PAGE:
Updated at 4:29 p.m.
Despite increasing his pace of U.S. District Court and U.S. Circuit Court of Appeals nominations, President Barack Obama failed to make as many of them as President George W. Bush did at the three-year mark of his administration, according to a Brookings Institution research paper released Friday.
Obama has nominated 133 individuals for district court judgeships and 37 for appellate seats. Bush tapped 165 individuals for district seats and 49 for circuit seats during the first three years of his presidency.
But Obama seems to be picking up his pace. Of his total number, 137 Obama’s nominations came after the first year of his administration.
Brookings visiting fellow Russell Wheeler, who authored the paper, said in an interview it is “very unlikely” that Obama will be able to make as many judicial nominations as Bush did during his first four years.
The Bush administration “had a very well-designed judicial nomination strategy,” Wheeler said.
Obama’s lack of nominations is partly to blame for the rise in judicial vacancies, but the number of judges that have taken senior status and the low number of judicial confirmations also play a role, according to Wheeler.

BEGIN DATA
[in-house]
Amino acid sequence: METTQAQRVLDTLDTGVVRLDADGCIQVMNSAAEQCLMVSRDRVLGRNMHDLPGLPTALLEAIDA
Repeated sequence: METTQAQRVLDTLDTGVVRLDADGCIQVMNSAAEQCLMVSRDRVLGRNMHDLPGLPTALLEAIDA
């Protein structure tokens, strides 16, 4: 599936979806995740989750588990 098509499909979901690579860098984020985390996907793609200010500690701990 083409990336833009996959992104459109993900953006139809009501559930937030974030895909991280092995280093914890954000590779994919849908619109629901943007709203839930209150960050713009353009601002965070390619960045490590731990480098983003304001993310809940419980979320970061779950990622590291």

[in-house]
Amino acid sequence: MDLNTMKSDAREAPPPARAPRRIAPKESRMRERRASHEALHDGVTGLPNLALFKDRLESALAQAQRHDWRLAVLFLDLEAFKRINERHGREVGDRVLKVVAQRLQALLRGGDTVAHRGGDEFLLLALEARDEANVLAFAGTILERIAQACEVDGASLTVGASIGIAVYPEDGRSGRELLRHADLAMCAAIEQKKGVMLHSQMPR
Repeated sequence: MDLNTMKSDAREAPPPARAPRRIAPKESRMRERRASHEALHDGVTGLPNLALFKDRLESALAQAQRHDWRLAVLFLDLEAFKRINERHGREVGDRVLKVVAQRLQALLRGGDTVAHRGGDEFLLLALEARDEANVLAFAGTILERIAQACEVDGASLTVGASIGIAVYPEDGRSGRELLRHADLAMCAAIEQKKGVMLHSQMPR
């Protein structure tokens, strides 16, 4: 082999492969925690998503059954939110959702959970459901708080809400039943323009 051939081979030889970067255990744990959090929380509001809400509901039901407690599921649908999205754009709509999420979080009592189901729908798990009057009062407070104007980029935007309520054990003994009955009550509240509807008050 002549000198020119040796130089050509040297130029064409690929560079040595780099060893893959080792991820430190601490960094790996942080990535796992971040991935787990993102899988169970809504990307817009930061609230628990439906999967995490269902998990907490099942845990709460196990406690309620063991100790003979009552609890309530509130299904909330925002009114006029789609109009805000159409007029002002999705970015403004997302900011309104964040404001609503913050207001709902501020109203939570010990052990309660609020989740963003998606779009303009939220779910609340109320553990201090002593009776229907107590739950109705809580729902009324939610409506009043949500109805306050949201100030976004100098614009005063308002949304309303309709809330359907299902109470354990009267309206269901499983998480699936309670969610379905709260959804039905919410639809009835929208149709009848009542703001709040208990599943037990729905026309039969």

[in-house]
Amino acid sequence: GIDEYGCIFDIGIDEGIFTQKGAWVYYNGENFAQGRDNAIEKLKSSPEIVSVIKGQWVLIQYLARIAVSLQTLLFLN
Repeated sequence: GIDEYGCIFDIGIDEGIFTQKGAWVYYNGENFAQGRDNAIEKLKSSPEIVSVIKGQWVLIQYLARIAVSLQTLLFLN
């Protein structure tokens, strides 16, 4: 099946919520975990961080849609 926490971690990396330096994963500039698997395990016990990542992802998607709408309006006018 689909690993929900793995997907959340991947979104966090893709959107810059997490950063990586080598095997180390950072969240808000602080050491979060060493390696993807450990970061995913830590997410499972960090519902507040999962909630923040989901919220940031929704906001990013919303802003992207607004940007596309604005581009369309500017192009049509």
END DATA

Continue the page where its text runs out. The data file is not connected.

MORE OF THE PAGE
During the first three years of Obama’s presidency, 92 judges took senior status, while 70 took it during that time in the Bush administration.
The Senate has confirmed 97 of Obama’s district court nominees and 25 of his circuit court picks, giving the president 41 fewer district judges and four less circuit court appointees than Bush had at this point in his presidency.
Despite receiving fewer confirmations than Bush, Obama has made changes to some of the characteristics of the courts, Wheeler notes in his report.
Obama has increased the percentage of circuit judges appointed by a Democrat from 37% to 44%. He also gave only 38% of his district and circuit court appointments to white males, down from 66% under Bush.